DH got me three dozen red roses for our 10th anniversary. The anniversary was 12/28, but I got the flowers on 12/27. So that makes the roses 5 days old now.
I don't know about everyone else, but I have a pretty mediocre record with cut roses. I've had some that bloomed beautifully and seemed to last and last, and others that just flopped their pretty heads nearly immediately, giving up before they'd even started.
This looked like a promising group. I separated them into two vases. The first I kept on the kitchen island, front and center:
The second group, in a somewhat smaller vase, was placed in the family room:
(these photos were taken on 12/29)
I've learned that it makes a really big difference to cut the stems under cool water before placing them in the vase.
Just about everyone knows you have to re-cut the stems before you arrange them, because the end of the stem is dead and dried out, and the stem won't be able to absorb any food or water to nourish the flower. So you cut the dead stuff off, and hope for the best. For a lot of flowers, it doesn't matter if you cut out in the air, but for roses, this is an almost assured kiss of death.
So fill a container with four or five inches of water, submerge the stem, and use a sharp knife or shears to re-cut the stem at an angle.
The other major key to keeping roses alive is to use plant food.
I was a bit annoyed that the florist had only included one packet of the cut flower food to sustain my 3 dozen roses! That's just ridiculous. C'mon, DH just shelled out for three dozen roses, the least you can do is throw in a few extra plant food packets!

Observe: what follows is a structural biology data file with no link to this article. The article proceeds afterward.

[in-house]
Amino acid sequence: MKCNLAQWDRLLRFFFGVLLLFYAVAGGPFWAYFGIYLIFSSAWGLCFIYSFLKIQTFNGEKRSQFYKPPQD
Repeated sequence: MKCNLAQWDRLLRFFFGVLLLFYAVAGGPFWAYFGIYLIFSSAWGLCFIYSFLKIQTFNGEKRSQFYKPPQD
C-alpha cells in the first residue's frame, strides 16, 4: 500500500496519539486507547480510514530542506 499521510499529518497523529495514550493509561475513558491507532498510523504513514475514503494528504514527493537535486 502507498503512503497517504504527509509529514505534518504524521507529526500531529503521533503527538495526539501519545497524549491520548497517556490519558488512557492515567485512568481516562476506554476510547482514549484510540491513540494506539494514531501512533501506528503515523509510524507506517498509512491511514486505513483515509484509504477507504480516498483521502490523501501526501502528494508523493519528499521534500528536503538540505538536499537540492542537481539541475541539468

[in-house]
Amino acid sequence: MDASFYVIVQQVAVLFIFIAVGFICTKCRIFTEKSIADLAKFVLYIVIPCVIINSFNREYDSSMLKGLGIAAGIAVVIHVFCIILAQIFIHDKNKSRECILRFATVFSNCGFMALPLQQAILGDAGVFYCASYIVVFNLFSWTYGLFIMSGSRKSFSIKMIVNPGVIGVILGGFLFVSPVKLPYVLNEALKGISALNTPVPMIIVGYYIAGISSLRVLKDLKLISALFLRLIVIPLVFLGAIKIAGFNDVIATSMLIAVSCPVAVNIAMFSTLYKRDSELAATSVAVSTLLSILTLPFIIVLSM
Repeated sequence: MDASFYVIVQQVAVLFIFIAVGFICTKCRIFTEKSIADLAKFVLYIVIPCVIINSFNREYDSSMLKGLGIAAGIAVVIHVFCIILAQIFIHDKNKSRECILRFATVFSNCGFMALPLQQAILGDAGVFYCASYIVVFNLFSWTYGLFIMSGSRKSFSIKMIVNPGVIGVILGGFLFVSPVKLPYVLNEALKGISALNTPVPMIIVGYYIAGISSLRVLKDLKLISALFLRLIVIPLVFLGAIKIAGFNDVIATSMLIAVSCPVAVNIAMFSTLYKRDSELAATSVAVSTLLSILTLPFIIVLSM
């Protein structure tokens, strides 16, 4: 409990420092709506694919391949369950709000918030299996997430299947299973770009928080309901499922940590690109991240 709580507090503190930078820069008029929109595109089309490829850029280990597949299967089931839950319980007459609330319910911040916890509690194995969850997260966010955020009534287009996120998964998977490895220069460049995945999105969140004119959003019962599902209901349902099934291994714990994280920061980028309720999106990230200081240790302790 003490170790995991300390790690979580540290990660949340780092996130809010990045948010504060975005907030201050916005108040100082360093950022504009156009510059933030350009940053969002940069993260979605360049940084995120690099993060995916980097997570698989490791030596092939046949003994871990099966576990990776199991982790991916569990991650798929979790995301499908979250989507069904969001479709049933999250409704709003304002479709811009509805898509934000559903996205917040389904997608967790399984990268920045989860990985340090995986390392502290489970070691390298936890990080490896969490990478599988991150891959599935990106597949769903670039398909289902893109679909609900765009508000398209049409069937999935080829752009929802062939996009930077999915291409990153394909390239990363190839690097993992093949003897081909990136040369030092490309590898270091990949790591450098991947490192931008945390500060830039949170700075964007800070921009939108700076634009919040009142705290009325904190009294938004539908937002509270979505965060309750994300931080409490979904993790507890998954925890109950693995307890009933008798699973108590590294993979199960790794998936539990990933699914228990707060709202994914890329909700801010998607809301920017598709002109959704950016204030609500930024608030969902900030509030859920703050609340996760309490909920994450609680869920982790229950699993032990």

Fortunately, I had an extra packet left over, so I was able to make enough to start both vases. All was well, as you can see above.
After a couple of days, though, the kitchen vase was running dangerously low, and I refilled it with plain water. I thought about what I was doing, but I was too lazy to give them anything but water. I use our R/O (reverse osmosis filtered) water, because our tap water will kill just about anything, there is so much salt in it from our demineralizer.
They started drooping almost right away! AAAUUUGGGHHHHH!
Like any good web junkie, I plugged "cut flower food" into Google and found the following recipe (there's other good advice at that link, too):
The bleach kills anything nasty in the water, the vinegar acidifies it which makes it easier for the stems to drink, and the sugar feeds the flowers. All you have to do is dissolve the sugar in the water (you may want to warm the water to make it easier), then add the bleach and vinegar. Takes 30 seconds, if that.
In a vain attempt to save the kitchen roses, I recut them (under water) again, emptied the vase, and refilled it with the above recipe. Alas, the damage was done.
See what my foolishness has wrought:
The family room flowers, on the other hand, did not get any plain water. I refilled that vase with the above recipe and see the difference:
Not a drooper in the bunch.
I realize the possibility that some of these roses were less fresh than the others, but the general failure of the kitchen roses seems to indicate that the fresh plain water was the killer. Pretty much all other factors -- length of the stem, light, heat, etc -- were the same.
Next time: no plain water. With a recipe that easy, there's no excuse. I hope others can benefit from my experience, as well!